The case of a Canberra lawyer accused of breaching national security laws appears set to proceed as planned after an ACT Supreme Court judge said it was not yet possible to say the coronavirus pandemic would preclude a fair hearing.
Bernard Collaery is fighting allegations that he conspired with the former spy known as Witness K to reveal classified information about a secret operation in which Australian Secret Intelligence Service spies bugged East Timor's cabinet room during sensitive oil and gas negotiations.
Concerns about the impact of COVID-19 on the case were raised at a pre-trial hearing on Thursday, though Mr Collaery's defence did not formally apply to vacate a preliminary hearing listed to take place next month.
On Friday, Justice David Mossop said that, for the time being, the case would go ahead on schedule.
He said it was not yet possible to say that COVID-19 would preclude Mr Collaery receiving a fair hearing, though the court would need to continue monitoring the situation.
Justice Mossop said if the April hearing dates were vacated, it was unclear when the matter would be able to proceed, and even under normal circumstances it could be several months before new dates could be found.
"It is not appropriate to vacate or otherwise alter the existing hearing dates," he said.
"The court is, at the moment, continuing to conduct oral hearings."
Justice Mossop's comments came after Mr Collaery's barrister, Phillip Boulten SC, told the court on Thursday that one of his instructing solicitors was already unable to participate in proceedings because of COVID-19.
Mr Boulten also indicated that witnesses Mr Collaery would rely upon may be unable to come to Canberra to give evidence because some were overseas and many of those within Australia were older people who would be reluctant to travel because they were at an enhanced risk if they contracted the coronavirus.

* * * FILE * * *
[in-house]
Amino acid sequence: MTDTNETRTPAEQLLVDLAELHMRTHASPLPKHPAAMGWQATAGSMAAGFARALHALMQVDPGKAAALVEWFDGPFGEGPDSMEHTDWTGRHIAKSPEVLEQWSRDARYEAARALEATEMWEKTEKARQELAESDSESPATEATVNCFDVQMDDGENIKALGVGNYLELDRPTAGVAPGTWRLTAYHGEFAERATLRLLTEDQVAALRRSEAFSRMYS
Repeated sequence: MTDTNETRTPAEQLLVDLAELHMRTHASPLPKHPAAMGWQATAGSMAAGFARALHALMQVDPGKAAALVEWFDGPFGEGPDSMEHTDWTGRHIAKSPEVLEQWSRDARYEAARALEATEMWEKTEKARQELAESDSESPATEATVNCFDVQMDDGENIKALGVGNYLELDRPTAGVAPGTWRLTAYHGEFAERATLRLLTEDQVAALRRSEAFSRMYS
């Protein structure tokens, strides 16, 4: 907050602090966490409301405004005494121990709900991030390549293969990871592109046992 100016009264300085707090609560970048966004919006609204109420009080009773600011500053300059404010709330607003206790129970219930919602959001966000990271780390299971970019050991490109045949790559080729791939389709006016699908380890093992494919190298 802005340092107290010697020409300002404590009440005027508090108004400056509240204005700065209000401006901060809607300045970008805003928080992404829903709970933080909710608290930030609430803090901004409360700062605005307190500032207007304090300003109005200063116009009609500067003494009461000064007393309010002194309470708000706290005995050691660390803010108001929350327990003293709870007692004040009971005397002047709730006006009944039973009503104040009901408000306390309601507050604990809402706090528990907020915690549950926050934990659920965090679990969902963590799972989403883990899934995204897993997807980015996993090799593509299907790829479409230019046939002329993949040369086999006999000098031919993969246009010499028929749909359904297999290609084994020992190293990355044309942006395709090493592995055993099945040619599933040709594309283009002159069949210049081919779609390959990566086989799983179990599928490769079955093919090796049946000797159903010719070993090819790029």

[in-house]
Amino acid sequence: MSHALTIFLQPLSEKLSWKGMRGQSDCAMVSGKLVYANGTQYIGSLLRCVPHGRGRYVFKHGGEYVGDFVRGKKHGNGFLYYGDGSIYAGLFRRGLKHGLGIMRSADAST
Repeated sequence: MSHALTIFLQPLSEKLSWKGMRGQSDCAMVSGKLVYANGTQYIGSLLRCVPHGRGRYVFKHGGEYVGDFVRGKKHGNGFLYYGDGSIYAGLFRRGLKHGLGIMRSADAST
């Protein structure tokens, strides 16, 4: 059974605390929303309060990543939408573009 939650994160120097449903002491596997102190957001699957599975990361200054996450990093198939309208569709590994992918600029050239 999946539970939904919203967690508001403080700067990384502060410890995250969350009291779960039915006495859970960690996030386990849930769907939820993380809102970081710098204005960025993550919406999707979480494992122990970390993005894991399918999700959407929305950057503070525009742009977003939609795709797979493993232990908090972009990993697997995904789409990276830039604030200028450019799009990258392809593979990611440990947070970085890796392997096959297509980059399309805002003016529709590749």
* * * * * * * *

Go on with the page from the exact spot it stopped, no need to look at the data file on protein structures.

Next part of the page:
Jeremy Kirk SC, for the Commonwealth Attorney-General, noted that much of the evidence given at the April hearing would touch on national security issues.
He said if witnesses were required to give oral evidence from remote locations, the security around audio-visual link and telephone arrangements may not suffice given the sensitivity of the issues.
Mr Kirk also said the overseas witnesses Mr Collaery's defence intended to rely upon would not be required for cross-examination, and would therefore not need to attend court in person.
A barrister for the Commonwealth Director of Public Prosecutions said it was incumbent upon legal practitioners to find ways to push ahead during the health emergency unless the ACT Supreme Court stopped hearing cases entirely.
Many Australian courts have taken drastic steps to combat the spread of COVID-19. Among them are the High Court, which has decided not sit in Canberra or on circuit between April and June in response to the pandemic.
The ACT courts continue to operate, though they have adopted "social distancing" measures and minimised the number of people attending court by having people appear remotely where possible. The Magistrates Court will also pause some matters, starting next week.